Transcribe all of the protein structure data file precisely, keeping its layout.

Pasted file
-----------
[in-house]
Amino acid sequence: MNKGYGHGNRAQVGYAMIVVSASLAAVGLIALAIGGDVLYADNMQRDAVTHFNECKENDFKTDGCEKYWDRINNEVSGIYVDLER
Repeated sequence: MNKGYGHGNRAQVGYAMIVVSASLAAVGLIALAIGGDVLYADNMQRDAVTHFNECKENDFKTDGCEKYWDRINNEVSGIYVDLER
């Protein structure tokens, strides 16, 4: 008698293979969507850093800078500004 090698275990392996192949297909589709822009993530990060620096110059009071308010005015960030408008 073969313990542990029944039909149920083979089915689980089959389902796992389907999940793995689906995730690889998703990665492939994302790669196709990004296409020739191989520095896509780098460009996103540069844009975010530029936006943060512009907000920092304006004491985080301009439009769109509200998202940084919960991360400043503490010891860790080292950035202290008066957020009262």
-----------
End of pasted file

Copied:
[in-house]
Amino acid sequence: MNKGYGHGNRAQVGYAMIVVSASLAAVGLIALAIGGDVLYADNMQRDAVTHFNECKENDFKTDGCEKYWDRINNEVSGIYVDLER
Repeated sequence: MNKGYGHGNRAQVGYAMIVVSASLAAVGLIALAIGGDVLYADNMQRDAVTHFNECKENDFKTDGCEKYWDRINNEVSGIYVDLER
């Protein structure tokens, strides 16, 4: 008698293979969507850093800078500004 090698275990392996192949297909589709822009993530990060620096110059009071308010005015960030408008 073969313990542990029944039909149920083979089915689980089959389902796992389907999940793995689906995730690889998703990665492939994302790669196709990004296409020739191989520095896509780098460009996103540069844009975010530029936006943060512009907000920092304006004491985080301009439009769109509200998202940084919960991360400043503490010891860790080292950035202290008066957020009262």